Wednesday, 1st February 2006
1. We have just prayed Psalm 145, a joyful song of praise to the Lord who is exalted as a tender and loving King, concerned for all his creatures. The liturgy presents this hymn to us in two separate parts that also correspond to the two poetical and spiritual movements of the Psalm itself. We now reflect on the first part, which corresponds to verses 1-13.
The Psalm is raised to the Lord who is invoked and described as "King" (cf. Ps 145: 1), a depiction of the divine that is also dominant in other psalmic hymns (cf. Ps 47, 93; 96-99).
Indeed, the spiritual centre of our canticle is constituted precisely by an intense and passionate celebration of the divine kingship. The Hebrew word malkut, "reign", is repeated in it four times, almost as if to indicate the four cardinal points of being and of history (cf. Ps 145: 11-13).
The whole of humanity is called together to implement this plan in order that it comply with the divine saving will, a will that is extended to all "men", to "all generations", from "age to age".
2. The prayerful praise of the Psalmist, who makes himself the voice of all the faithful and today would like to be the voice of all of us, is directed to this heart of the Psalm, placed precisely at the centre of the composition. The loftiest biblical prayer is in fact the celebration of the works of salvation, which reveal the Lord's love for his creatures.
In this Psalm the Psalmist continues to praise the divine "name", that is, the person of the Lord (cf. vv. 1-2), who manifests himself in his historical action: indeed, his "works", "splendour", "wonderful works", "mighty deeds", "greatness", "justice", "patience", "compassion", "grace", "goodness" and "love" are mentioned.
It is a prayer in the form of a litany which proclaims God's entry into human events in order to bring the whole of created reality to a salvific fullness. We are not at the mercy of dark forces nor alone with our freedom, but rather, we are entrusted to the action of the mighty and loving Lord, who has a plan for us, a "reign" to establish (cf. v. 11).
3. This "kingdom" does not consist of power and might, triumph and oppression, as unfortunately is often the case with earthly kingdoms; rather, it is the place where compassion, love, goodness, grace and justice are manifested, as the Psalmist repeats several times in the flow of verses full of praise.
Verse 8 sums up this divine portrait: the Lord is "slow to anger, abounding in love". These words are reminiscent of God's presentation of himself on Sinai when he said: "The Lord, the Lord, a God merciful and gracious, slow to anger, and abounding in steadfast love and faithfulness" (Ex 34: 6).
4. Our attention, as well as being fixed on these beautiful words that portray to us a God who is "slow to anger" and "full of compassion", always ready to forgive and to help, is also fixed on the very beautiful verse 9 which follows: "How good is the Lord to all, compassionate to all his creatures". These are words to meditate upon, words of consolation, a certainty that he brings to our lives.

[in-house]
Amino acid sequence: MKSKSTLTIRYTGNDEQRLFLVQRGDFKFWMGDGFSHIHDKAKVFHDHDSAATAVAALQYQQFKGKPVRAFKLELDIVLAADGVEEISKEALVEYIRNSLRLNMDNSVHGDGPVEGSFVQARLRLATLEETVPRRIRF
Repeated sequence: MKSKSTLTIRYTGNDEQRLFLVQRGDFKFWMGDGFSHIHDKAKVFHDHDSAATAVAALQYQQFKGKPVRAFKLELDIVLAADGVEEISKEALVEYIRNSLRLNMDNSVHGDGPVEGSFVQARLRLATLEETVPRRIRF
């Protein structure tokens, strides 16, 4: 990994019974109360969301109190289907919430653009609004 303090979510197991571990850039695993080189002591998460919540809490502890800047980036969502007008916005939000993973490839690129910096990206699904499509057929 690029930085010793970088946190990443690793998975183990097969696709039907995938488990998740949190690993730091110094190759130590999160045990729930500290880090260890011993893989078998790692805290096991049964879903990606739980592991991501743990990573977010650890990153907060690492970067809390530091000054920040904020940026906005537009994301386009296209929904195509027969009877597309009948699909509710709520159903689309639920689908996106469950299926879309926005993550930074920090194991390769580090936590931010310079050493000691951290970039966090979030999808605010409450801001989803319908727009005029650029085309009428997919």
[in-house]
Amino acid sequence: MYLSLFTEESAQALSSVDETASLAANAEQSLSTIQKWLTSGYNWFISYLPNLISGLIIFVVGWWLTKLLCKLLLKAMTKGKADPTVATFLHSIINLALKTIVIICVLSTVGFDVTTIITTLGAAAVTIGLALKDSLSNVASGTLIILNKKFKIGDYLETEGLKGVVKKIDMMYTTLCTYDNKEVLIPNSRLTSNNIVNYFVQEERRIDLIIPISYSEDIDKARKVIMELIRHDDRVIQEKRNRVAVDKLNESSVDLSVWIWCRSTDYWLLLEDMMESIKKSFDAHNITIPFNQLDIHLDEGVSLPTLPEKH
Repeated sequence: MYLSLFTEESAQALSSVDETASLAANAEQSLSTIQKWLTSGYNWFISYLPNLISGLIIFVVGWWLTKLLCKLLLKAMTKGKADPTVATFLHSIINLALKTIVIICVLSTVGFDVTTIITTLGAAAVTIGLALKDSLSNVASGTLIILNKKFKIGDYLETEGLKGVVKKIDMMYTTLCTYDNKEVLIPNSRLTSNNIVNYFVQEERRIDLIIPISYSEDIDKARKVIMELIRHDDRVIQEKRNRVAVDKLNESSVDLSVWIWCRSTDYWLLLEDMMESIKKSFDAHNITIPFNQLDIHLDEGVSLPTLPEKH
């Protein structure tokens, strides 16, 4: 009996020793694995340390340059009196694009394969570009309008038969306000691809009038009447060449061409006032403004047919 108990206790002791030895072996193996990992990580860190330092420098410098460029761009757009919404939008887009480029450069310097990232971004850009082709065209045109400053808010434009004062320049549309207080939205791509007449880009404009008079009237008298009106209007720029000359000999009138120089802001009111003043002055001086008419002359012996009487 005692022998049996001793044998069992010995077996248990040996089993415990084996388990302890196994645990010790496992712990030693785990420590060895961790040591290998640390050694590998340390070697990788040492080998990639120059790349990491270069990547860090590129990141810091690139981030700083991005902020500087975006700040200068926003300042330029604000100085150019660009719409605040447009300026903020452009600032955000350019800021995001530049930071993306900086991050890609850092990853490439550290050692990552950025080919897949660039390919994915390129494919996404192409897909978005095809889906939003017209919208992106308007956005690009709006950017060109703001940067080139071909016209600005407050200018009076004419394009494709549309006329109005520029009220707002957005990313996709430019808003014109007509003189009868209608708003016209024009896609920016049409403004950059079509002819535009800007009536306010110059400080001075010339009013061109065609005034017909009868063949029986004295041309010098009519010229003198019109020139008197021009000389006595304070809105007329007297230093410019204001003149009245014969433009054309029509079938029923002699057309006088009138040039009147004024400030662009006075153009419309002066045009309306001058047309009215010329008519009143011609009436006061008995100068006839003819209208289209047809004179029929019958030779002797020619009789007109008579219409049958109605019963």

In this regard, St Peter Chrysologus (c. 380 c. 450) says in his Second Discourse on Fasting: ""Great are the works of the Lord'; but this grandeur that we see in Creation is surpassed by the greatness of his mercy. Indeed, after the Prophet has said, "Great are the works of God', in another passage he adds: "His compassion is greater than all his works'. Mercy, brothers and sisters, fills the heavens, fills the earth.... That is why the great, generous, unique mercy of Christ, who reserved every judgment for a single day, allotted all of man's time to the truce of penance.... That is why the Prophet who did not trust in his own justice abandons himself entirely to God's mercy; "Have mercy on me, O God', he says, "according to your abundant mercy' (Ps 51: 3)" (42, 4-5: Sermoni 1-62bis, Scrittori dell'Area Santambrosiana, 1, Milan-Rome, 1996, pp. 299, 301).
And so, let us too say to the Lord, "Have mercy on me, O God, you who are great in your mercy".
To special groups:
I extend a warm welcome to all the English-speaking pilgrims here today, including groups from England and the United States of America. I greet in particular those attending the Conference of European English-speaking Rectors as well as the trustees and officers of the University of Notre Dame. Upon all of you, I invoke the peace and joy of Jesus Christ our Lord!
Lastly, I address the young people, the sick and the newly-weds. Yesterday, we celebrated the memorial of St John Bosco, priest and educator. Look at him, dear young people, as an authentic teacher of life and holiness. Dear sick people, learn from his spiritual experience to trust in the Crucified Christ in every circumstance. And you, dear newly-weds, have recourse to his intercession so that he may help you take on generously your mission as husbands and wives.
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